Hey, Scripting Guy! How Can I Create New Group Policy Objects?

Hey, Scripting Guy! How Can I Create New Group Policy Objects?

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Hey, Scripting Guy! Question

Hey, Scripting Guy! Good morning. We are in the process of modifying our Group Policy implementation, and I anticipate having to create 15 or so new Group Policy objects. I know that I can open the Group Policy Management Console, right-click, and go through the wizard, but I would prefer to have a script that would create the Group Policy objects for me. Can this be done?

- CC

SpacerHey, Scripting Guy! Answer

Hi CC,

The good news is that we can do exactly what you asked. We can create new Group Policy objects from a script. The bad news is that we cannot do what you probably wanted to do, and that is to create a Group Policy object that does anything. There are third-party tools that will allow you to both create and configure Group Policy objects via script. In Windows 2008 R2, there are some pretty cool Group Policy cmdlets that provide additional capabilities. Without access to either of those solutions, you can create a Group Policy object via script and configure it later—so it helps.

This week is Group Policy week. We will spend the week looking at some of the things you can do using Windows PowerShell when you have access to the COM object that ships with the Group Policy Management Console. There are some good VBScripts that illustrate working with Group Policy in the Script Center Script Repository, and in the Community-Submitted Scripts Center. You can also download a collection of sample Group Policy management scripts.

The script that will create a GPO is called, surprisingly enough, CreateGPO.ps1.

CreateGPO.ps1

param(
      $domain = $env:userDNSdomain,
      $gpoName = ($paramMissing=$true),
      [switch]$whatif,
      [switch]$help,
      [switch]$examples,
      [switch]$min,
      [switch]$full
      ) #end param

# Begin Functions

function Get-HelpTopic()
{
 $descriptionText= `
@"
 NAME: CreateGPO.ps1
 DESCRIPTION:
 Creates a new GPO in a specified Domain by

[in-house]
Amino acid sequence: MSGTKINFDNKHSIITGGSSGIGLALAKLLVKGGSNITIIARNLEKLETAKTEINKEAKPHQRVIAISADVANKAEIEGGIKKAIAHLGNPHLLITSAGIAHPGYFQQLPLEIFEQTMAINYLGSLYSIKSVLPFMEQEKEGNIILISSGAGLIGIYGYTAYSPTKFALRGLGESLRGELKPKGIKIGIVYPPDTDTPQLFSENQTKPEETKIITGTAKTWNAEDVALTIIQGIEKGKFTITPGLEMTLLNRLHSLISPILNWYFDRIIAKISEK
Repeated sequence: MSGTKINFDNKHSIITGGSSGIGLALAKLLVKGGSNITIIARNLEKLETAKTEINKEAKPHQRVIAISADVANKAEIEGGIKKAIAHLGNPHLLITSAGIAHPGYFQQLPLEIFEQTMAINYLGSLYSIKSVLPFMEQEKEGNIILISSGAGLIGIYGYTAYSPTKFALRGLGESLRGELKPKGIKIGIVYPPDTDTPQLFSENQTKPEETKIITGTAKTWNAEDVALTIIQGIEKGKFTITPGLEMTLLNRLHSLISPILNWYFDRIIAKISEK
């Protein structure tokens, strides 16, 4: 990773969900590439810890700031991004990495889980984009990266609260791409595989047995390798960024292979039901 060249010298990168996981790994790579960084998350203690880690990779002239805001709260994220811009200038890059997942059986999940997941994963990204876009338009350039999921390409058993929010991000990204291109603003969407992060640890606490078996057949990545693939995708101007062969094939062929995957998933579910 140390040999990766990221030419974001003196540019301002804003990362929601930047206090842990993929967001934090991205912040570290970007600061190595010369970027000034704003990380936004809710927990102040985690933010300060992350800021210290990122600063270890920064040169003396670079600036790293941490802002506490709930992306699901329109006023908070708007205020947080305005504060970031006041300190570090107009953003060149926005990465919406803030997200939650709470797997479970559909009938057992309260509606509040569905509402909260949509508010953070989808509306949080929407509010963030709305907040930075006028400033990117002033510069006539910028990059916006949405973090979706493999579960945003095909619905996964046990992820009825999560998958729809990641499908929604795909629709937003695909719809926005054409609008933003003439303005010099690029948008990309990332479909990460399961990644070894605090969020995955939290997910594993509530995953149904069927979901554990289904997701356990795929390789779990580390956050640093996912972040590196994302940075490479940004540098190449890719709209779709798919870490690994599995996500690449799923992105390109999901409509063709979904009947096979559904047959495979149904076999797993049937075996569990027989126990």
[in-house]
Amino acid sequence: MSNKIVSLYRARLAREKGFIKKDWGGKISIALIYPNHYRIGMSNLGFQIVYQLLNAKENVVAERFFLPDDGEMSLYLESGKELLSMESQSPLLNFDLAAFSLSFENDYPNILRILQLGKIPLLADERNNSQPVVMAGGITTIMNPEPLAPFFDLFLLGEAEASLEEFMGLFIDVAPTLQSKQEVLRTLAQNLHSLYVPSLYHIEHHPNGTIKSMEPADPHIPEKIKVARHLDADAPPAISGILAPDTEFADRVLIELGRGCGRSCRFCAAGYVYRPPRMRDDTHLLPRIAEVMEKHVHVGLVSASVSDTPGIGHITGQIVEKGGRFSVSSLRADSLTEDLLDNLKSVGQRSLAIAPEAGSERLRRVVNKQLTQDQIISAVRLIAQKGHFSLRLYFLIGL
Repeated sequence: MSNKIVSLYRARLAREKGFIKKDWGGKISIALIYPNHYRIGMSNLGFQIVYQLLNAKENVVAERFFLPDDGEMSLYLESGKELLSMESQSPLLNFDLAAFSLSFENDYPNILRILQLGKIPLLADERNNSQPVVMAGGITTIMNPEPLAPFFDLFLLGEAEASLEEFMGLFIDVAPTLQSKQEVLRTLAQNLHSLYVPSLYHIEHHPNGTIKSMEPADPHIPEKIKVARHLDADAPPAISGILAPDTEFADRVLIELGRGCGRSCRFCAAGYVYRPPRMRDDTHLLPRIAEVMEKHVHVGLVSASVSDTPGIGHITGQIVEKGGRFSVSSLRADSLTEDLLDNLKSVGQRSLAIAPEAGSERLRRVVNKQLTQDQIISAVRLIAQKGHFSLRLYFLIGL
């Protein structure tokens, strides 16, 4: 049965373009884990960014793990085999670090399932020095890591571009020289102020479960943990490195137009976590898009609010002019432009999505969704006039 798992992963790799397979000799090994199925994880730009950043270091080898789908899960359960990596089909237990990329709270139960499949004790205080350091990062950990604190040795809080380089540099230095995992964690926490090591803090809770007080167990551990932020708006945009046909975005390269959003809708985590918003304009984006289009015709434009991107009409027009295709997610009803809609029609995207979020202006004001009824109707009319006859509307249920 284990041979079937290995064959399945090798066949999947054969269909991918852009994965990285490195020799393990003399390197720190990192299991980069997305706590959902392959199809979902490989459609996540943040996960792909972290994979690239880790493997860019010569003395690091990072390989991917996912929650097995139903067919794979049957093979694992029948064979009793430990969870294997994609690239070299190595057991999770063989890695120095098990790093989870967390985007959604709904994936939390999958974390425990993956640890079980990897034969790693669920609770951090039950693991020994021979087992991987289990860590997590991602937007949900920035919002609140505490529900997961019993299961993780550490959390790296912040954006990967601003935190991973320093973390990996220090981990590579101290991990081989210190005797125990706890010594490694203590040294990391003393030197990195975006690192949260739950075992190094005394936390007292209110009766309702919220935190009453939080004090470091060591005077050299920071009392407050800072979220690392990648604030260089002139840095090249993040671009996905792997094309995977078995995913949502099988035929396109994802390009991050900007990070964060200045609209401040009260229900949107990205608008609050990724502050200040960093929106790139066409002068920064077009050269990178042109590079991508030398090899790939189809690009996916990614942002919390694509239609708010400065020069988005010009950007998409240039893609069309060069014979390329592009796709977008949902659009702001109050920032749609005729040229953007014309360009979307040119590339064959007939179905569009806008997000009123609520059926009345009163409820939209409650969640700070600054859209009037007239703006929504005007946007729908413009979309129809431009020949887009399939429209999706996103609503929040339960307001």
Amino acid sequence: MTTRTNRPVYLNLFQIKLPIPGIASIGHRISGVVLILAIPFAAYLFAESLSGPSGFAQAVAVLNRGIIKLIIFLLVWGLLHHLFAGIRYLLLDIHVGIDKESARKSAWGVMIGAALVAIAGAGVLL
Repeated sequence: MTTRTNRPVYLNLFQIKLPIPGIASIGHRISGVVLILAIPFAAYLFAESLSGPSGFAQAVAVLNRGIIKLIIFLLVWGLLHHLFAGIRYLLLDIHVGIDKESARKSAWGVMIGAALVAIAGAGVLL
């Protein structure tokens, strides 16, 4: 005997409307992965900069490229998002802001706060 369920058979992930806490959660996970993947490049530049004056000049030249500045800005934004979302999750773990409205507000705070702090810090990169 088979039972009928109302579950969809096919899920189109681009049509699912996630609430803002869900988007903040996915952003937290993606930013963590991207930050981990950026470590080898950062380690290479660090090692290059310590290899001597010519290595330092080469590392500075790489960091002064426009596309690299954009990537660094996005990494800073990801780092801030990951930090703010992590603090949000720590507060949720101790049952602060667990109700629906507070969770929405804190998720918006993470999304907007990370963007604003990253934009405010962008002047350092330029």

using default settings. This GPO can then 
 easily be modified by using the GPMC
 This script supports prototyping by using
 the -whatif switch. 

 PARAMETERS: 
 -Domain domain to create the new GPO
 -gpoName name of the GPO to create
 -whatif prototypes the command
 -help prints help description and parameters file
 -examples prints only help examples of syntax
 -full prints complete help information
 -min prints minimal help. Modifies -help

"@ #end descriptionText

$examplesText= `
@"

 SYNTAX:
 CreateGPO.ps1 

 Displays an error missing parameter, and calls help

 CreateGPO.ps1  -gpoName "SetScreenSaverTimeout"

 Creates a GPO named SetScreenSaverTimeout in the local
 domain using the default GPO settings 

 CreateGPO.ps1 -gpoName "SetScreenSaverTimeout" -domain "nwtraders.com 
 
 Creates a GPO named SetScreenSaverTimeout in the nwtraders.com domain

 CreateGPO.ps1 -gpoName "SetScreenSaverTimeout" -domain "nwtraders.com -whatif
 
 Displays what if: Perform operation create GPO SetScreenSaverTimeout in 
 domain nwtraders.com

 CreateGPO.ps1 -help

 Prints the help topic for the script

 CreateGPO.ps1 -help -full

 Prints full help topic for the script

 CreateGPO.ps1 -help -examples

 Prints only the examples for the script

 CreateGPO.ps1 -examples

 Prints only the examples for the script
"@ #end examplesText

$remarks = `
"
REMARKS
     For more information, type: $($MyInvocation.ScriptName) -help -full
" #end remarks

  if($examples) { $examplesText ; $remarks ; exit }
  if($full)     { $descriptionText; $examplesText ; exit } 
  if($min)      { $descriptionText ; exit }